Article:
Counting To One – Followup

I once was part of a senior high youth group at church (I was the “adult”). We started talking about compassion one Sunday.  I had proposed a literal use of the word compassion – from co-passion, meaning to suffer with. We agreed that to suffer with another would require some degree of seeing oneself in the other and the other in oneself. In doing that we might find empathy for the other in what they experienced. This wasn’t hard to do with loved ones and sometimes even with strangers.

We thought that it could be difficult to feel compassion for the villain. Perhaps difficult because we couldn’t see ourselves in the villain. Or difficult because we didn’t want to see ourselves in the villain. We wouldn’t find any identity with the villain if that meant seeing something of ourselves too aversive to be acknowledged.

Maybe I am willing to try to find some identity with the other, but only when that other is not too disagreeable. Maybe my sympathy is reserved for those who deserve it; those who are at least somewhat like me – or how I like to think I am. No sympathy for the devil.

The world seems full of unsympathetic characters. Human beings do cruel and abhorrent things to one another. And I want to be separate from those who commit such acts.

But one of the persistent teachings in world wisdom traditions is that we are not separate from each other despite how ego might make it seem. Thich Nhat Hanh speaks of “interbeing.” He says that we “inter-are.” The sense of separateness, the sense that we stand alone is an illusion.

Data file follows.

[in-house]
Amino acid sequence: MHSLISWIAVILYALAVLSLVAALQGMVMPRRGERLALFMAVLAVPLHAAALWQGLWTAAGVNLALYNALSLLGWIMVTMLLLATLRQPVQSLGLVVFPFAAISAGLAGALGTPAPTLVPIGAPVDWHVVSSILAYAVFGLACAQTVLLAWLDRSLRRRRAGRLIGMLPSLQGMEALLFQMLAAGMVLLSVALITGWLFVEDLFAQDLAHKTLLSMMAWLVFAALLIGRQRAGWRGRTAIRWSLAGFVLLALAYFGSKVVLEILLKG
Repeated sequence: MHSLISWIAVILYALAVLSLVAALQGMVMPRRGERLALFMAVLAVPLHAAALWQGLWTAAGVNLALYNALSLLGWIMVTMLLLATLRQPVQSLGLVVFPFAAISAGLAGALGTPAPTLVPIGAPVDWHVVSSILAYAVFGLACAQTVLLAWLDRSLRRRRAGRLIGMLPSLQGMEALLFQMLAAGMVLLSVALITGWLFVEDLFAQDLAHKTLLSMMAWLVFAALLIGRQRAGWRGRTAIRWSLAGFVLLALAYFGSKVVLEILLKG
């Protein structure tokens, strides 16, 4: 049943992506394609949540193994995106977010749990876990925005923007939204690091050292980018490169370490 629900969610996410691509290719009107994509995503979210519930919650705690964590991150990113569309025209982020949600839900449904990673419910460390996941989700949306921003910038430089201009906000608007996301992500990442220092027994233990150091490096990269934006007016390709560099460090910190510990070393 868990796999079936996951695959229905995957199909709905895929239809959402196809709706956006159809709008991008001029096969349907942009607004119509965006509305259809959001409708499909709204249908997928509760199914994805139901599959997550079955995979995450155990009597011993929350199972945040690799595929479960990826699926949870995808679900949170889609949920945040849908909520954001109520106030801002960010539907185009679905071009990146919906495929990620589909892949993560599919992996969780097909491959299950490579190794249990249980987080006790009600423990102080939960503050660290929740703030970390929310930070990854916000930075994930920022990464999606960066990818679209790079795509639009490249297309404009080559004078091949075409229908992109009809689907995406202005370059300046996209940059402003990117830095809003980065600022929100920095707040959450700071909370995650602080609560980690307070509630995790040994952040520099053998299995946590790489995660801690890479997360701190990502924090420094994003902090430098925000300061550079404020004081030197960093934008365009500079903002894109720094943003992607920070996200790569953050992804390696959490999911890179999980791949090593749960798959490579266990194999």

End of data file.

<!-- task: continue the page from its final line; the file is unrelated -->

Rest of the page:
I have to face the dissonance of thinking that I have nothing at all in common with the villain while at the same time believing that humanity is one. The dissonance arises not from my conviction that humanity is one and that we inter-are, but from my clinging to the illusion of separateness. I am of humanity. All of it. To deny that or be unwilling to look with some tenderness at some part of human reality, including my own part, is to constrain my own effort toward wholeness – the effort to become fully who I am.

Suffering begets suffering. And those who inflict suffering also suffer, though they might not think so. I believe that if I could follow the cause and effect of the life of the villain back and back far enough, I would come eventually to some place where compassion and acceptance would not be difficult. [I’m using acceptance in the sense of receiving reality as it is.]

What I describe might be difficult or it might not be. If it is the right thing to do, difficulty is not relevant. And there is the saint within. As Thich Nhat Hanh has said, You are already a little bit enlightened.

Sean Corn is a prominent American yoga teacher. She tells a story of when she was recently graduated from high school and had moved to New York from her home in New Jersey. She made friends. And there came a time when there were events that left her upset and with questions about how to regard those events. She asked one of her closest and wisest friends for advice. He said this to her: See the soul, not the story.

This post is a followup to a recent poem, Counting To One .






6 responses to “Counting To One – Followup